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How To Migrate Events From Universal Analytics To Google Analytics 4

I’m not too confident in Google Analytics 4 despite the buzz being passed by the Google Analytics team. Companies have spent millions of dollars to enhance and integrate their sites, platforms, campaigns, events, and other measurement data within Universal Analytics only to find that it doesn’t automatically work within Google Analytics 4. Events are no different…

It’s disappointing that Google continues to promote the deadline for migration, without actually providing any means of automating the migration. Our clients didn’t budget for this work, so it’s an added expense in migration, training, and troubleshooting.

That said, this is where the community comes in and makes a difference. As my digital transformation firm works to migrate our clients over, we’ll be sharing the work here on Martech Zone. As always, feel free to comment, correct us, or provide us with a better solution if you don’t believe we’re hitting the mark… we’re learning, too!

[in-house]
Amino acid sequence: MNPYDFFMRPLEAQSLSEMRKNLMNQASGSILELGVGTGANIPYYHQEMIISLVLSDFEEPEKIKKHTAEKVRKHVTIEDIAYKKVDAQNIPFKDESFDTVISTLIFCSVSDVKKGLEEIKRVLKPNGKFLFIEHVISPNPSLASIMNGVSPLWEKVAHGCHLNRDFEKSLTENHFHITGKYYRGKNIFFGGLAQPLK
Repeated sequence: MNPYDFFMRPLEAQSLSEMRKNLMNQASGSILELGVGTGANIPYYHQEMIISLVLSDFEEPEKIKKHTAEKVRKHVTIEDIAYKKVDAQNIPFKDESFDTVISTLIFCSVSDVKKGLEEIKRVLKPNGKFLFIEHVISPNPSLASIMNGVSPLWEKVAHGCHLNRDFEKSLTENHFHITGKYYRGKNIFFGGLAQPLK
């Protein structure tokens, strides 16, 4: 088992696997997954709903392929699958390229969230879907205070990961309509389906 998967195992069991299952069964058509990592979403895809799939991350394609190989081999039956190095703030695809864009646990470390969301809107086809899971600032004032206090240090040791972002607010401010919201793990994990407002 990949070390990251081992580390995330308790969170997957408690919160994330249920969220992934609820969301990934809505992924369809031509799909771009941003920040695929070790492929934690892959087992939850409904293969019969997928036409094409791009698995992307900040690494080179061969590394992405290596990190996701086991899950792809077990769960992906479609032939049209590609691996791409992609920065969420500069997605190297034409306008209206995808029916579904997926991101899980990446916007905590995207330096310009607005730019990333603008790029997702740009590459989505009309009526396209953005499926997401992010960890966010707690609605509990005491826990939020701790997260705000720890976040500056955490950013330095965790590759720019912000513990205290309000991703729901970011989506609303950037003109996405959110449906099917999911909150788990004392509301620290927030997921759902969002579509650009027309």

Universal Analytics Events Versus Google Analytics 4 Events

The entire concept of events has changed between Universal Analytics (UA) versus Google Analytics 4 (GA4). In Universal Analytics, an event was a manual record that had to be triggered on your site, and the information passed into Google Analytics. There are 4 variables:

  • Event Category – A required variable that must be passed. Eg. Form
  • Event Action – A required variable that must be passed. Eg. Submitted
  • Event Label – An optional variable that can be passed. Eg. /landingpage/demorequest